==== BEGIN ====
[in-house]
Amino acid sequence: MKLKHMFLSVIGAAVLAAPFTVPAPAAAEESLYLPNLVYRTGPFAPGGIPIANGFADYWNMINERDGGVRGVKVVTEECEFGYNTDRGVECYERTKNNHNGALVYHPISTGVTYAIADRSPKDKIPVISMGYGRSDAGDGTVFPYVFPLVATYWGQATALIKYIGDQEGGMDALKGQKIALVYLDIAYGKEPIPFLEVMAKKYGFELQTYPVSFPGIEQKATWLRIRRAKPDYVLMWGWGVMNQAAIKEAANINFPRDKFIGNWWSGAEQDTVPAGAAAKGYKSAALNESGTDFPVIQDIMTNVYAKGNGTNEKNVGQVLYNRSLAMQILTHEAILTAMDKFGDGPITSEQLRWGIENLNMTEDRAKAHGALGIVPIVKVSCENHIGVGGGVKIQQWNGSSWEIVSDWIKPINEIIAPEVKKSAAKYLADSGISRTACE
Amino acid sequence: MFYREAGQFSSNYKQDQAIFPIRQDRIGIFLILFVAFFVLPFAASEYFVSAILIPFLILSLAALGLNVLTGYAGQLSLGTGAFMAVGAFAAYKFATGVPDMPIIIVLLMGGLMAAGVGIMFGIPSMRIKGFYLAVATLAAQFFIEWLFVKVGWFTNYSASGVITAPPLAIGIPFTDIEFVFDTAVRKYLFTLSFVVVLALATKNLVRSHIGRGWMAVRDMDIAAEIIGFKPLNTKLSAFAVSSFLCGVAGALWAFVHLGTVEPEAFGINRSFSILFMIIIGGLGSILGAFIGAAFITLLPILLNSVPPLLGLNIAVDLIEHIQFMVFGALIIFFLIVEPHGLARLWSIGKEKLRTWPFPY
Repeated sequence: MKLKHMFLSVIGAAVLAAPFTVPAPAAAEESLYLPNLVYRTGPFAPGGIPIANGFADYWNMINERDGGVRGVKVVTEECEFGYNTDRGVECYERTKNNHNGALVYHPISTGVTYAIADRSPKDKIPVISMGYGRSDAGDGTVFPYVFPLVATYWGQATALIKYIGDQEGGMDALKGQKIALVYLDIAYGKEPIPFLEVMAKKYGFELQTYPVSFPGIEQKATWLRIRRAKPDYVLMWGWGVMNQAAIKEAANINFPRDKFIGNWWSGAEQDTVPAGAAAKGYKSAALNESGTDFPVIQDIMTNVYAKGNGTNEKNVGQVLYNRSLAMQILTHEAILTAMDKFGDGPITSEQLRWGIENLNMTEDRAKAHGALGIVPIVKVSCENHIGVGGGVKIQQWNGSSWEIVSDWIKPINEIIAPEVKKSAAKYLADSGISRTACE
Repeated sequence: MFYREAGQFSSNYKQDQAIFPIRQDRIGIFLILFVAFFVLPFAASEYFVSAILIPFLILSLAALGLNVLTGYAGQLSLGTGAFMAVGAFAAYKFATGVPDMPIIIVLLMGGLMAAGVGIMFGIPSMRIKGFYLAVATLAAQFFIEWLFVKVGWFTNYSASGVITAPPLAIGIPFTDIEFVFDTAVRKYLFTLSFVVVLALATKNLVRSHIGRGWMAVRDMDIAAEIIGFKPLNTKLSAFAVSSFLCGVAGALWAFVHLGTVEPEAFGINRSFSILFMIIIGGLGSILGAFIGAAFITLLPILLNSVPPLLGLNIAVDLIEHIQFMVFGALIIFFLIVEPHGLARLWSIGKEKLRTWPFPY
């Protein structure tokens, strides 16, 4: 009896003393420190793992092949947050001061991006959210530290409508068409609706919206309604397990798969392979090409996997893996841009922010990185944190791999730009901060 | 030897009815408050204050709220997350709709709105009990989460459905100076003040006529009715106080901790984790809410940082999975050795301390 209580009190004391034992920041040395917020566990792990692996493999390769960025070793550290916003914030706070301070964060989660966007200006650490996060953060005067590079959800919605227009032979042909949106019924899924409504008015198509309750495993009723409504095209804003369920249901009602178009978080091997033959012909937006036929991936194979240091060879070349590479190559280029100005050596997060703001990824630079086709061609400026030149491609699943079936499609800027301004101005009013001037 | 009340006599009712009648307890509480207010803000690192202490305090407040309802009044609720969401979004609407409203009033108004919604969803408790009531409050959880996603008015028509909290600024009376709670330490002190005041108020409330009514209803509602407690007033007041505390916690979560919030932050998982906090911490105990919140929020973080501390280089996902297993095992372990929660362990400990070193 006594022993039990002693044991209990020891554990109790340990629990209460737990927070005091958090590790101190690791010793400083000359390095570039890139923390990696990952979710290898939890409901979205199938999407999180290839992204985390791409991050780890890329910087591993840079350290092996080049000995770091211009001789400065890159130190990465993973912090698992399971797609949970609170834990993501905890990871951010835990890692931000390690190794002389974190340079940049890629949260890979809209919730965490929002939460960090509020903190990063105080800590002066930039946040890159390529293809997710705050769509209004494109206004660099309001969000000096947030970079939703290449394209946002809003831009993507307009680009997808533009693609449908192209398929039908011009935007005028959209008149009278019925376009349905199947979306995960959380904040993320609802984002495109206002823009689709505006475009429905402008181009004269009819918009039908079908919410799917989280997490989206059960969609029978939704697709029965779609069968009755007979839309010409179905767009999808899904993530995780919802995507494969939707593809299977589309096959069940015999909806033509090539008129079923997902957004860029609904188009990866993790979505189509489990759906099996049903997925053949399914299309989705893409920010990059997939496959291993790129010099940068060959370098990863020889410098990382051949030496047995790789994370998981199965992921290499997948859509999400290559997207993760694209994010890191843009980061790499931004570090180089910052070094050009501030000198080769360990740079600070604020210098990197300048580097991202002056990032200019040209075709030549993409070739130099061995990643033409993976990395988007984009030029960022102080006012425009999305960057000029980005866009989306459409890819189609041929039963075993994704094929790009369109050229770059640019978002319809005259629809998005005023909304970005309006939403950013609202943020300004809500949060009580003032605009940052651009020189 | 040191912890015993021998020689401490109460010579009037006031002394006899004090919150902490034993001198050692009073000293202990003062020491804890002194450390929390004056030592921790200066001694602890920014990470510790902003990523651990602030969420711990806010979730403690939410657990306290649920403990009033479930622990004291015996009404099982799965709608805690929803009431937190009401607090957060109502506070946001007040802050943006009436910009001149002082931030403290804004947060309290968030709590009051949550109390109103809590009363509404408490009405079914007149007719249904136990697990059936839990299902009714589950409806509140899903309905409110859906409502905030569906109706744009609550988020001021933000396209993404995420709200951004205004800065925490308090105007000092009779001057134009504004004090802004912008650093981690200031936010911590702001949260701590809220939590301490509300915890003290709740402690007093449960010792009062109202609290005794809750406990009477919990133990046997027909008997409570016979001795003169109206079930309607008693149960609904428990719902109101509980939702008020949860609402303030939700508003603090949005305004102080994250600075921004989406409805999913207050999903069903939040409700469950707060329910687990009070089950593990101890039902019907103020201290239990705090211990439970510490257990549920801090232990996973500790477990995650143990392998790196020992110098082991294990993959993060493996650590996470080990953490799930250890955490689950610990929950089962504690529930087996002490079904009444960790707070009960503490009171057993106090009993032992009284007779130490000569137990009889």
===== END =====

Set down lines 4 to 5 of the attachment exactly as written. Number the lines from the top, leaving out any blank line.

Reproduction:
Repeated sequence: MKLKHMFLSVIGAAVLAAPFTVPAPAAAEESLYLPNLVYRTGPFAPGGIPIANGFADYWNMINERDGGVRGVKVVTEECEFGYNTDRGVECYERTKNNHNGALVYHPISTGVTYAIADRSPKDKIPVISMGYGRSDAGDGTVFPYVFPLVATYWGQATALIKYIGDQEGGMDALKGQKIALVYLDIAYGKEPIPFLEVMAKKYGFELQTYPVSFPGIEQKATWLRIRRAKPDYVLMWGWGVMNQAAIKEAANINFPRDKFIGNWWSGAEQDTVPAGAAAKGYKSAALNESGTDFPVIQDIMTNVYAKGNGTNEKNVGQVLYNRSLAMQILTHEAILTAMDKFGDGPITSEQLRWGIENLNMTEDRAKAHGALGIVPIVKVSCENHIGVGGGVKIQQWNGSSWEIVSDWIKPINEIIAPEVKKSAAKYLADSGISRTACE
Repeated sequence: MFYREAGQFSSNYKQDQAIFPIRQDRIGIFLILFVAFFVLPFAASEYFVSAILIPFLILSLAALGLNVLTGYAGQLSLGTGAFMAVGAFAAYKFATGVPDMPIIIVLLMGGLMAAGVGIMFGIPSMRIKGFYLAVATLAAQFFIEWLFVKVGWFTNYSASGVITAPPLAIGIPFTDIEFVFDTAVRKYLFTLSFVVVLALATKNLVRSHIGRGWMAVRDMDIAAEIIGFKPLNTKLSAFAVSSFLCGVAGALWAFVHLGTVEPEAFGINRSFSILFMIIIGGLGSILGAFIGAAFITLLPILLNSVPPLLGLNIAVDLIEHIQFMVFGALIIFFLIVEPHGLARLWSIGKEKLRTWPFPY